3. (a) The Husband and Wife shall be awarded joint legal custody of the minor children of the parties, David Upton, born September 4, 1994; Brandon Upton, born April 4, 1997; and Polly Upton, born May 11, 2007 ("the children"). The Husband shall be awarded sole physical custody of the children.
Is there anything in the record that supports an award of sole physical custody to Bill Upton? We have not found a single word to support that.

Bill Upton has since married Gincie Walker, who has been diagnosed with multiple-personality disorder. That means the younger children are in the control of a father who had little to do with their upbringing and a mother/sister who has a severe mental disorder.

How did Judge Pate come to this custody decision? The order provides no clues.

Linda Upton receives $4,350 a month in periodic alimony, but she received zero in gross alimony. She did not even receive the marital residence. From Pate's order:

11. (a) The parties jointly own a residence at 2870 Shook Hill Road, Birmingham, Alabama. It shall be placed on the market and sold. The Wife shall have exclusive possession pending sale unless she moves. . . .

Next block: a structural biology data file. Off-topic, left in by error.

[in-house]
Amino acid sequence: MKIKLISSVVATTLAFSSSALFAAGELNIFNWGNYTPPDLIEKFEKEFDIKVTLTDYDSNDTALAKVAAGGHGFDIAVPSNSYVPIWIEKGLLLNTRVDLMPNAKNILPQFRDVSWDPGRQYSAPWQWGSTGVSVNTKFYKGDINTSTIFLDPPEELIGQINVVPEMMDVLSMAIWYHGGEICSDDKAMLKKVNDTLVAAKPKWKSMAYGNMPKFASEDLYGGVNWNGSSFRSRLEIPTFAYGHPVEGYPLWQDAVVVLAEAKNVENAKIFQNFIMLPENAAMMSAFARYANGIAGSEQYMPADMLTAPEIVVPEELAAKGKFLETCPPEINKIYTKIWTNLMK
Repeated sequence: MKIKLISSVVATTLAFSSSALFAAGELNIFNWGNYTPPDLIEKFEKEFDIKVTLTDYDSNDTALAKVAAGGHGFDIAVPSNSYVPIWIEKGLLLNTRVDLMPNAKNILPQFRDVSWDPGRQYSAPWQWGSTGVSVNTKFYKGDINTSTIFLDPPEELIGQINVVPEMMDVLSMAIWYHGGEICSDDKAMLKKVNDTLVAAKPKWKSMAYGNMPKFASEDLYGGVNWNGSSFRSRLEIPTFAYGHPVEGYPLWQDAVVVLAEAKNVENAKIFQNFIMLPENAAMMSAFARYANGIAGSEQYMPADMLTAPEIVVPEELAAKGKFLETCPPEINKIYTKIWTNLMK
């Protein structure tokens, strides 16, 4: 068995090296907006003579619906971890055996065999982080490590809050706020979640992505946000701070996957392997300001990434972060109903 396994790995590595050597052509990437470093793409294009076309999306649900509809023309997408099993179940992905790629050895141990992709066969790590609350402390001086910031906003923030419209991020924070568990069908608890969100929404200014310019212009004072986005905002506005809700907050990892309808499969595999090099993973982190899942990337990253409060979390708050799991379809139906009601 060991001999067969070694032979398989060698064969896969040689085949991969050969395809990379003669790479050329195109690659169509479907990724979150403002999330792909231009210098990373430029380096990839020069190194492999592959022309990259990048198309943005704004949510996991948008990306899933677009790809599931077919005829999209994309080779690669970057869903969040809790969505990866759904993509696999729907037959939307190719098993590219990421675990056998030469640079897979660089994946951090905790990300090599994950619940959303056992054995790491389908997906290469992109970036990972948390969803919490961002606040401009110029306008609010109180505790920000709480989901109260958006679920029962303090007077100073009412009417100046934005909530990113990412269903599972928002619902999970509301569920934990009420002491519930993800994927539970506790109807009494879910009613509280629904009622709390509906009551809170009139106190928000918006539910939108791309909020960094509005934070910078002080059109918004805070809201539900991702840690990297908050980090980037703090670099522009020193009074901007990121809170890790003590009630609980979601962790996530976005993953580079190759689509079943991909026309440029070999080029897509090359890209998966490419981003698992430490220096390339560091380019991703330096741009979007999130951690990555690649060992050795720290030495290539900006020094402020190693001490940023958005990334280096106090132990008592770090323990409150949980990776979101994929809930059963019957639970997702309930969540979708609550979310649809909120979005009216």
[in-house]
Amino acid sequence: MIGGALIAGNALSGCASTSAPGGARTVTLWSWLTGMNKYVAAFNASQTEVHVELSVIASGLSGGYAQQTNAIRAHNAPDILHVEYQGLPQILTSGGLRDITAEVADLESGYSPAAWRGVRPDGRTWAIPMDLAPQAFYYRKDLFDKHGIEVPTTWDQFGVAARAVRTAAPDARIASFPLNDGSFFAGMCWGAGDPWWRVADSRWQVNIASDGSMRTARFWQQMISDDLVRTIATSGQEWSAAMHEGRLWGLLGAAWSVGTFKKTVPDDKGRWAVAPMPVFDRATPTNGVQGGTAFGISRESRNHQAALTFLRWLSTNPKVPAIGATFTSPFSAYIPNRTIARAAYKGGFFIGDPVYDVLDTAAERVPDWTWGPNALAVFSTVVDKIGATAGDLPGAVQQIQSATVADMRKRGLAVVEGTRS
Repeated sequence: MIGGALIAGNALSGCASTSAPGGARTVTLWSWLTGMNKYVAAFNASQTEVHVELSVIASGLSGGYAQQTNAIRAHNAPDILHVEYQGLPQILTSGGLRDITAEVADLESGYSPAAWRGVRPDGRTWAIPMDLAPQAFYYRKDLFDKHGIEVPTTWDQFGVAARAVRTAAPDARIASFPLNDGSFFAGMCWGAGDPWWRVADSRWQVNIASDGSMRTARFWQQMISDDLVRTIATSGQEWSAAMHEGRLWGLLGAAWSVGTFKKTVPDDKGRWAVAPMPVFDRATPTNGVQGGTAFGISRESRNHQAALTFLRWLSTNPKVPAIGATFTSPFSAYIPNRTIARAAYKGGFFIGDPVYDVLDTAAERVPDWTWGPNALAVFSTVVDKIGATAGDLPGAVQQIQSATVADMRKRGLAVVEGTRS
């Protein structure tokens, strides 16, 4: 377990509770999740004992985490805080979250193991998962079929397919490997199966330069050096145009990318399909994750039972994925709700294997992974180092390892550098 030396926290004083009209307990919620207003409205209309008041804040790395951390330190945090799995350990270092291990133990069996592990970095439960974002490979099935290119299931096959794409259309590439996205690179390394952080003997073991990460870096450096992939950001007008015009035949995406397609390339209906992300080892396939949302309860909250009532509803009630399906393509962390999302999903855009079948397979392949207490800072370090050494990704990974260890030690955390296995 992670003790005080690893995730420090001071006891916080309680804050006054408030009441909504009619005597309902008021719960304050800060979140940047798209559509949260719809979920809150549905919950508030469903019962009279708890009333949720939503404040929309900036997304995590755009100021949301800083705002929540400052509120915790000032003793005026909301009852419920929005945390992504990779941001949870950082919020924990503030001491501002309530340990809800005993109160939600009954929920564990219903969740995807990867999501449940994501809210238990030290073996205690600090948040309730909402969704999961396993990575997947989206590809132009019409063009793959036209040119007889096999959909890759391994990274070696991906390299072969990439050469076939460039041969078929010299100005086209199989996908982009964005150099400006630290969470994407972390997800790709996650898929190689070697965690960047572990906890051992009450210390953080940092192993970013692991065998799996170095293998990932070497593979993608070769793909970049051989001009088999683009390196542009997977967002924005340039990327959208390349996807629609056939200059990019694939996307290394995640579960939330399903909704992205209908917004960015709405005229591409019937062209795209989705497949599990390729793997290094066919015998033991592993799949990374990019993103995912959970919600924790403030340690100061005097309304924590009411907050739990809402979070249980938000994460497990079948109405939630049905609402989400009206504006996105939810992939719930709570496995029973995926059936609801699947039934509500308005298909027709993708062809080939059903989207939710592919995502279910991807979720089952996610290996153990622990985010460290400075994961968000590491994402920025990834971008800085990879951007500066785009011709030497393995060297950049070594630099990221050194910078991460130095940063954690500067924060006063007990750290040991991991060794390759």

Linda Upton wound up staying at the home, but only after she had paid Bill Upton for his share of the property. And this was a husband who admitted to conducting an extramarital affair, apparently under the marital roof.

Gincie Walker Upton
Pate's order is written in a confusing fashion regarding property division, but Linda Upton apparently has received virtually nothing from the business enterprises built during their marriage. Here are the business-related items that Pate awarded exclusively to Bill Upton:

12. The Husband shall receive sole title to and ownership of the following, with Wife being divested of any interest therein:

a. First Commercial Bank checking account

b. Ohio National Life Insurance

c. National Copper

d. Vulcan Threaded Products

e. Peltown Realty (This company, by the way, appears to have a pretty cozy relationship with the City of Pelham.)

f. Wings LLC

g. Windwood Group

h. Windwood Farm

i. Vulcan Threaded Products--Husband's note receivable

j. Vulcan 401k Profit Sharing

k. His IRA